Dissecting the “A” in DEAI

DEAI Intern Anissa Santos on the need for resources for museum guests on the autism spectrum or guests that have sensory sensitivities.

Family visiting The Phillips Collection

As the principles of Diversity, Equity, Accessibility, and Inclusion are becoming more commonplace and promoted within museum spaces and other institutions, The Phillips Collection has been committed to actively pursuing and implementing these principles into its institution and galleries. As the Spring 2024 DEAI intern, I have gravitated toward projects that are focused on the accessibility aspect of DEAI.

When most institutions think of accessibility, they usually accommodate for physical disabilities, particularly visible disabilities. While ADA compliance is often associated with accessible buildings, screen captioning, and general accommodations, what about comfortability? For many visitors on the autism spectrum and have sensory sensitivities, their needs tend to be overlooked because there is nothing inherently prohibiting them from entering museums and adjusting their experience for themselves.

In actuality, there are many reasons why those with Autism Spectrum Disorder (ASD) and sensory sensitivities, along with their families, choose not to visit museums. Crowds, lighting, sound, overstimulation, lack of tactile experiences, and lack of awareness among staff are all potential barriers to this demographic of visitors. In fact, a 2016 study showcased that “parents of children on the autism spectrum reported experiencing three times the amount of negative emotions associated with museums compared to parents with non‐autistic children.”[1]

Families with autistic members in both the US and UK have been vocal about their needs, and as a result, we are seeing an increase in resources in Western museums. Some of these resources and changes include the creation of social stories, sensory maps, tactile backpacks, private early morning hours, staff training, and tailored programming. While not all museums may have the capacity to provide all these resources, the Phillips’s DEAI team and I are hoping to pilot a few resources this spring.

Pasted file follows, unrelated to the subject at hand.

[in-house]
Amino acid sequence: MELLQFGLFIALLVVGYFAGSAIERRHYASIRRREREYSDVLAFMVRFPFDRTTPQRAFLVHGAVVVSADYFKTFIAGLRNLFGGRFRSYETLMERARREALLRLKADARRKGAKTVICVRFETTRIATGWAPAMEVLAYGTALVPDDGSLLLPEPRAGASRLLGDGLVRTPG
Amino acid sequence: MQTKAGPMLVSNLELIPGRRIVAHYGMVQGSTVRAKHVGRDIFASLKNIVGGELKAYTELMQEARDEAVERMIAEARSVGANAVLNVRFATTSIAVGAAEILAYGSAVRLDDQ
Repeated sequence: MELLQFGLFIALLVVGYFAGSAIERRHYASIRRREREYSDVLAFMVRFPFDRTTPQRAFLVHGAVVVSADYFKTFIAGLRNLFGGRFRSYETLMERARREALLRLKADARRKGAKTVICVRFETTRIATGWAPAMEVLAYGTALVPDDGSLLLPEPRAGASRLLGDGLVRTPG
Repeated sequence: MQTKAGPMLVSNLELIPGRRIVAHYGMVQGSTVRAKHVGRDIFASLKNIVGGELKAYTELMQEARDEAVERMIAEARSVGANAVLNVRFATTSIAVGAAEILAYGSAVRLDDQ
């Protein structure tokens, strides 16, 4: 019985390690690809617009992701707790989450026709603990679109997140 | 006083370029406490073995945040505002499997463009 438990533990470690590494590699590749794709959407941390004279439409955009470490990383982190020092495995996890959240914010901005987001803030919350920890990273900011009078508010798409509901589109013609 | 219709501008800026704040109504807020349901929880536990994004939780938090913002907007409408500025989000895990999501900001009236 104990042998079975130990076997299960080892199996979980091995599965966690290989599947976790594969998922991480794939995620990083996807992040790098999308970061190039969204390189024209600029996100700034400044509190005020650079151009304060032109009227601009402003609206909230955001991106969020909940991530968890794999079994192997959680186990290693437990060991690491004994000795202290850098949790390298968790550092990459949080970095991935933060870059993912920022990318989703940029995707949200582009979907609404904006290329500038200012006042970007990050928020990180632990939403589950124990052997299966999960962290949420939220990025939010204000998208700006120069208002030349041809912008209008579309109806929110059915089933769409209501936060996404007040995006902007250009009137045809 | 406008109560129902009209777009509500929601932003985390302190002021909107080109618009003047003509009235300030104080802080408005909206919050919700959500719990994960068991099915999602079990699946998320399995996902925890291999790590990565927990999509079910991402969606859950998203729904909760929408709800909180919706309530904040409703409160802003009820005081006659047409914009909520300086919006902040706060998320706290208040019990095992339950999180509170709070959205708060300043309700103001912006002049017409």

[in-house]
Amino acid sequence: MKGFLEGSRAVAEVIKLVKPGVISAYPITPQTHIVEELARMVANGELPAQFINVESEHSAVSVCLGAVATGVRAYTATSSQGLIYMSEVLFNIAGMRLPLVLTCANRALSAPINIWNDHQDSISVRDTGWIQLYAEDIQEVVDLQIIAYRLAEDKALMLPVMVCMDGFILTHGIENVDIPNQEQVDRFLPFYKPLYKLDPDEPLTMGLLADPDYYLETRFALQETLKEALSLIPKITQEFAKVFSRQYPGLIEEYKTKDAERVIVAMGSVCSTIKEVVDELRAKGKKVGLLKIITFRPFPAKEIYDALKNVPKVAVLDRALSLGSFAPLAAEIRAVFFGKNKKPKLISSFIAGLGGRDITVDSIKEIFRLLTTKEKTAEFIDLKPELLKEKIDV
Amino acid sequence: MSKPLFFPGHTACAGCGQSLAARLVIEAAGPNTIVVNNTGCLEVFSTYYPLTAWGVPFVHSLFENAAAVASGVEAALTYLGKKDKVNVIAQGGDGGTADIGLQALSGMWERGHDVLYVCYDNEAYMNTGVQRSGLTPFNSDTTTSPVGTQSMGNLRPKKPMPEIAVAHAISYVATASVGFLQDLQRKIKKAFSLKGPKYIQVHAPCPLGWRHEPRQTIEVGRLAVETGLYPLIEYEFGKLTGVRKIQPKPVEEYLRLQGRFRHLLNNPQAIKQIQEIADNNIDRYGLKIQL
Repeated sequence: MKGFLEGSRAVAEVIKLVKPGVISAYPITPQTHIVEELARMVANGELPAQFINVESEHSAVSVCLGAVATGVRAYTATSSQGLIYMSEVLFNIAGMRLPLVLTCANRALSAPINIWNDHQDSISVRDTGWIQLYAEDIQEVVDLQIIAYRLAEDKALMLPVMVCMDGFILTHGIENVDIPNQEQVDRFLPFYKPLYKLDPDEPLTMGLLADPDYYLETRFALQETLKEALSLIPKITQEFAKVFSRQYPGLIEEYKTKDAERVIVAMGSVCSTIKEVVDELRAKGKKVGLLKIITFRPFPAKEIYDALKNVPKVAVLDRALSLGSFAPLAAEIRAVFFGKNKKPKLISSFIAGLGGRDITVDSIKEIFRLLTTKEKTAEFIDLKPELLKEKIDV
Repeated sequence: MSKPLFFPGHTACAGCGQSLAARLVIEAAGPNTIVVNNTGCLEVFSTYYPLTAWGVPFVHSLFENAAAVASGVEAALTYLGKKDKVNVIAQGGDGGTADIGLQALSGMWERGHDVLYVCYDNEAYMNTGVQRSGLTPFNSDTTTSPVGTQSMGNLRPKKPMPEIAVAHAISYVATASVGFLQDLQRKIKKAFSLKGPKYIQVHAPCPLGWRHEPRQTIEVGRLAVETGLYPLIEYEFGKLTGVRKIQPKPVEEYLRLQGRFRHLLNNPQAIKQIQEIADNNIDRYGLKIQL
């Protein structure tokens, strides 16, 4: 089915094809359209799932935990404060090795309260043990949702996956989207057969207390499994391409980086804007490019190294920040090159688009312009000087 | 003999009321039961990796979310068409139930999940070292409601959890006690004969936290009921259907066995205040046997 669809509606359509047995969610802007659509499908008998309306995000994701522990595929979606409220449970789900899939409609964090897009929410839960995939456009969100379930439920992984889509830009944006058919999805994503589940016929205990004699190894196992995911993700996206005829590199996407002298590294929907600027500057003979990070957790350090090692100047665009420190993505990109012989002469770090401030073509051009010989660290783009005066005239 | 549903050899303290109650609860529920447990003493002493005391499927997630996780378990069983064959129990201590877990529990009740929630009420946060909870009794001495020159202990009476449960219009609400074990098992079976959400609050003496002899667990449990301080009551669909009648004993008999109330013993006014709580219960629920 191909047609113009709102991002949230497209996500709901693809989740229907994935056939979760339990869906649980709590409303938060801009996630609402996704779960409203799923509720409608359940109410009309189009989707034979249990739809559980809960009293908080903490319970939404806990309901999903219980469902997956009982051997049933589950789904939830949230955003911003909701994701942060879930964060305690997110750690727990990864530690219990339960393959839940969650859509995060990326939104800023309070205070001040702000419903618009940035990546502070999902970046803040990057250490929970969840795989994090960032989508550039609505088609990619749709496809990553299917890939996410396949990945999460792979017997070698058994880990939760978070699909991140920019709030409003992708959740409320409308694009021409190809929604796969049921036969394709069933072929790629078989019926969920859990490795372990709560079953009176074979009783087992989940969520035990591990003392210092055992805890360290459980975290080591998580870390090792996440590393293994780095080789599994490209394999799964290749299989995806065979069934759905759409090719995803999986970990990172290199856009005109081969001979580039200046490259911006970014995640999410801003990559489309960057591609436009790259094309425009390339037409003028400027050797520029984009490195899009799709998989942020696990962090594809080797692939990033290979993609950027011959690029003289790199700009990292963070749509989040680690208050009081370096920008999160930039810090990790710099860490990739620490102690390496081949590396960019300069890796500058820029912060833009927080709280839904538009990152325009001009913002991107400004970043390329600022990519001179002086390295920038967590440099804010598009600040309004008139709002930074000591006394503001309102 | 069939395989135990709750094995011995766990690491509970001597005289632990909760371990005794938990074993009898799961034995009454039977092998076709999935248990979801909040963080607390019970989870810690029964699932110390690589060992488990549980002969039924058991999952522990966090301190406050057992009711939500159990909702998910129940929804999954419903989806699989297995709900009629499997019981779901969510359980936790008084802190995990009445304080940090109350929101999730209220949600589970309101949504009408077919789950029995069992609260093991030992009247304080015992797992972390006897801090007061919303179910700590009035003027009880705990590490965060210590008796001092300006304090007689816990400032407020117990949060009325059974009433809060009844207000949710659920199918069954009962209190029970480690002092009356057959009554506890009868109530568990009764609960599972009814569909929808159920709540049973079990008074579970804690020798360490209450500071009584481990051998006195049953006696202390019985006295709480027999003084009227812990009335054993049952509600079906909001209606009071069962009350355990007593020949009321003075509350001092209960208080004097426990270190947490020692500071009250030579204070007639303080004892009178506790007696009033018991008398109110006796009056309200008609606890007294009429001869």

Some of the projects I have been working on with the amazing help and assistance of the DEAI, Education, and Security departments include the development of sensory maps, tactile experiences, and a sensory bag resource. It has been amazing to hear a plethora of ideas from all departments and their personal experiences and connections to these communities.

Some may ask why pilot these new initiatives if no one has “complained” about their absence. Others may argue that these resources are not a necessity for this community. Research proves otherwise. In 2020, among 8-year-olds in the United States, 1 in 36 have autism and there has also reportedly been a rise in the rate of autism cases within Black and Hispanic communities.[2] In DC, 16% of kids ages 3-21 were served under the Individuals with Disabilities Education Act during the 2021-22 school year.[3]

Individuals with autism and other disabilities deserve to have museum experiences. If the Phillips makes an active and genuine effort to provide this community with the necessary support to thrive in our galleries, who knows how many more people and families will feel welcome enough to decide to visit? It truly takes a village to make positive change happen, and I am optimistic about the future of these projects. DEAI is not about waiting for someone to request a change but rather constantly advocating for change on behalf of these communities.



[1] https://www.ncbi.nlm.nih.gov/pmc/articles/PMC9540669/

[2] https://www.dcnewsnow.com/news/health/ap-health/autism-now-more-common-among-black-hispanic-kids-in- us/

[3] https://nces.ed.gov/programs/coe/indicator/cgg/students-with-disabilities